War of the Rebellion: Serial 062 Page 0233 Chapter XLVI. CORRESPONDENCE, ETC. - UNION.

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names, as they represent, are as follows: James Guion, corporal of Company L, Eleventh Missouri Cavalry; W. J. Ferguson, private of Company D, Eleventh Missouri Cavalry; Lewis Clarke, private of Company D, Eleventh Missouri Cavalry, and William Adair, private of Company L, Eleventh Missouri Cavalry. I have paroled these men until they are exchanged for, and wish to have in return for them, Jesse Ritchie, of Company K (Captain Wolf's), ---- Fry, of Company C, Peter Young, of Company A, and Washington Mitchell, a detailed teamster, all privates. The above-named, I believe, are all now prisoners at Batesville, and I desire to have the exchange made at once, so that Captain Wolf may bring them back on his return.

The 4 prisoners belonging to my command, whom you agreed to have exchanged for the 4 sent by me with Captain Grace, have not as yet reached my camp. I hope you will have them sent to me as early as possible. You informed me in your last communication that you were ordered to put to death all Confederate soldiers found wearing the uniform of the U. S. Army. This cannot be a general order, or it is not always executed, for there are hundreds of our Confederate prisoners who have been taken in that uniform and afterward exchanged. Besides, the laws of war have always allowed one army to deceive another either by wearing the enemy's uniform or hoisting its flag. Furthermore, your own soldiers, when on the march through country, frequently send their advance dressed in citizen's clothing, for the purpose of deceiving us or the citizens, and if you should put to death all Confederate soldiers dressed in Federal uniform you could not blame me for putting to death all Federal soldiers taken without their entire uniform.

Again, should any of my men be killed for wearing the above-named uniform, it would engender a spirit of retaliation among my soldiers, and the result would be that the war in this section of the country would be carried on more like barbarians than civilized people. You, I am sure, know that no one could prevent soldiers (or even blame them for it) from killing prisoners when their own comrades had been put to death after being taken for the simple reason of wearing the enemy's uniform. Such a state of things as would result from the execution of said order I do not wish to see. Whenever prisoners have fallen into my hands I have endeavored to treat them as well, or even better, than my own soldiers. Your men were stripped of their clothing before they reached me, and you cannot censure our soldiers for taking from yours whatever they wish, when your own scouts strip ours of all they want, including money and other private property.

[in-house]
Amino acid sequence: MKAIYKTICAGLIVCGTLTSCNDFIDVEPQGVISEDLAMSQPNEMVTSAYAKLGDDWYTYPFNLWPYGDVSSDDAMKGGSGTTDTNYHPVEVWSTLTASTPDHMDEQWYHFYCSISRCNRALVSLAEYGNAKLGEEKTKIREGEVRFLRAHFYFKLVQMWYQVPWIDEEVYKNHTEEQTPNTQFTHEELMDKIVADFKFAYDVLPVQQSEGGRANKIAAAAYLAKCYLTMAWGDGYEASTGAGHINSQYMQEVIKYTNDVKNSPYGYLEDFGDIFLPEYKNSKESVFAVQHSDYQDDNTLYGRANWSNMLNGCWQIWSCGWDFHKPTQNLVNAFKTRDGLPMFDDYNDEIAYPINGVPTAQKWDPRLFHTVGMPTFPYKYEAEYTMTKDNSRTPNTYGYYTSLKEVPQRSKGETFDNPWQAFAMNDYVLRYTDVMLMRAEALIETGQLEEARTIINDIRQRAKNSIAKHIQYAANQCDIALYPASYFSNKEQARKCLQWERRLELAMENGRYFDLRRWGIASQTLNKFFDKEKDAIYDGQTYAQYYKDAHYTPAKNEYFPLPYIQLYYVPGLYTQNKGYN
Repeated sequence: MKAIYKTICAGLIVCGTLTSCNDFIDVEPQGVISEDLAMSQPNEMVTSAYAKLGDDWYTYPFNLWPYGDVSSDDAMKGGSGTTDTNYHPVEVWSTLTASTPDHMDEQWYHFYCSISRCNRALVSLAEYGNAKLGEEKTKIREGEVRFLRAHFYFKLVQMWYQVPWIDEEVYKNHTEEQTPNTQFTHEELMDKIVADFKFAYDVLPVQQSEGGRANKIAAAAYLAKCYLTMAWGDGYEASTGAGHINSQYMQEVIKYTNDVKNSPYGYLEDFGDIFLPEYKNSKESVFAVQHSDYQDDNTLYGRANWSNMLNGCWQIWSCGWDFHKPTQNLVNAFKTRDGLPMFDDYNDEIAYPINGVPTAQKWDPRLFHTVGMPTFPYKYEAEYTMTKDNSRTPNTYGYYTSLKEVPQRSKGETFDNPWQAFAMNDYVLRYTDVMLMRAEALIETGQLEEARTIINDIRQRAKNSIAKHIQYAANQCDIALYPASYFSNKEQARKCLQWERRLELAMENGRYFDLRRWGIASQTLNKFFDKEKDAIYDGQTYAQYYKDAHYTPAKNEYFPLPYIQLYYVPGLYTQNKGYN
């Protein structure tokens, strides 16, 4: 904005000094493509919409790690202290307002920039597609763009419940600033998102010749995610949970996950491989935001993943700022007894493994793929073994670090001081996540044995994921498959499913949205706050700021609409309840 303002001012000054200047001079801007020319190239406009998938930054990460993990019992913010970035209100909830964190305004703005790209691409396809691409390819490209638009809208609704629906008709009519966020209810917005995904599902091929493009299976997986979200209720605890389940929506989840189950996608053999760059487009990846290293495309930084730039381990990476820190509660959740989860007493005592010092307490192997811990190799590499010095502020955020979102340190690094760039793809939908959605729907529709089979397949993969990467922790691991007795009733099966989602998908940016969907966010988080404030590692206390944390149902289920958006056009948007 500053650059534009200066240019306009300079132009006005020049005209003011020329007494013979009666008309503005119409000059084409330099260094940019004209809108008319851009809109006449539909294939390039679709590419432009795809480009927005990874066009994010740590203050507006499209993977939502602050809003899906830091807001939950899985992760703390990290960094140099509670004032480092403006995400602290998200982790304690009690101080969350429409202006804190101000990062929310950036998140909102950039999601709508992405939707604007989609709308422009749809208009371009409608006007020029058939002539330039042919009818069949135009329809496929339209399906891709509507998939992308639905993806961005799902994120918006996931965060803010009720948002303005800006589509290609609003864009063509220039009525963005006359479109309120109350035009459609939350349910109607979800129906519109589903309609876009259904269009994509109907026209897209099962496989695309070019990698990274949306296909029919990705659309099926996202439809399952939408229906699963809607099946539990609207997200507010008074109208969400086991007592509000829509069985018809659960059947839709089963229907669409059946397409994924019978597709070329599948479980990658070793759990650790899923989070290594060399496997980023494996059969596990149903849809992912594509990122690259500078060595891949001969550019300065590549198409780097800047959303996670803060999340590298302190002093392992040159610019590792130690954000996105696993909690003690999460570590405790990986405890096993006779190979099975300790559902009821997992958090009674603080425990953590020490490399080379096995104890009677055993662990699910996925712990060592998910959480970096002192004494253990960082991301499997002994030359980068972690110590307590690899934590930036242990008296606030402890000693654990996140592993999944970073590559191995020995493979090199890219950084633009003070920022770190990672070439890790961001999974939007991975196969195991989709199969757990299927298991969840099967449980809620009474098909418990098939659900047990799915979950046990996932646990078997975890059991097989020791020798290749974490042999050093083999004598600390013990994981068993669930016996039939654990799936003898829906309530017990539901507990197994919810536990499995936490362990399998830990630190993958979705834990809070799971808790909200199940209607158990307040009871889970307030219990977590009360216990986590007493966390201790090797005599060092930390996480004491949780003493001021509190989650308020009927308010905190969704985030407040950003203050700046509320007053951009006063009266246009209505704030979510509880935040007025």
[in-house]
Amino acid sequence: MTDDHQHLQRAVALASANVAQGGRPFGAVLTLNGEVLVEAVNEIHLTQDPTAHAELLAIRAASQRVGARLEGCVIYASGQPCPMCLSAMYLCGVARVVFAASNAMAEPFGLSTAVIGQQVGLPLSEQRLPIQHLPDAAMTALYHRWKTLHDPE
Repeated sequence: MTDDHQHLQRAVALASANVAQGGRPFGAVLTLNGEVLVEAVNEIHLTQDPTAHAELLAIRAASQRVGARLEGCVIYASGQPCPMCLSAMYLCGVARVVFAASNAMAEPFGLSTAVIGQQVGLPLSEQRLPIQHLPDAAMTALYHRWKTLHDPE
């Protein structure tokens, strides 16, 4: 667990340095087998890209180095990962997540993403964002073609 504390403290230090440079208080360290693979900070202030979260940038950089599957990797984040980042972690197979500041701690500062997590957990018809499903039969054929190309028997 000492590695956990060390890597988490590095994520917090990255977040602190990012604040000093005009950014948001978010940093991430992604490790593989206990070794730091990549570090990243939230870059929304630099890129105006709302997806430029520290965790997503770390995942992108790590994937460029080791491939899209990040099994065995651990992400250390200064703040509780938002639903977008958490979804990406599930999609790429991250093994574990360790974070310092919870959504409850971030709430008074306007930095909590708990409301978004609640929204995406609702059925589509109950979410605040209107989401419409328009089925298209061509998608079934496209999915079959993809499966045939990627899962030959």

Many of my command wear various articles of your uniform which they have purchased from deserters from the Federal Army, or others coming from Missouri, and it is not done for purpose of deception, although I contend that would be lawful.

I would be glad if you would inform me, in writing, through Captain Wolf, whether you intend to execute the above-named order upon regular Confederate soldiers, so that I may notify the department at headquarters and receive instructions as to the course I am to pursue. There are hundreds of men, many of them belonging to no organized body of troops, who, roving through the country, claim to belong to my command for the sake of protection when captured. These men are doing the country and citizens great injury, and if they claim they shall not receive my protection.

When such fall into your hands and claim to be my soldiers, I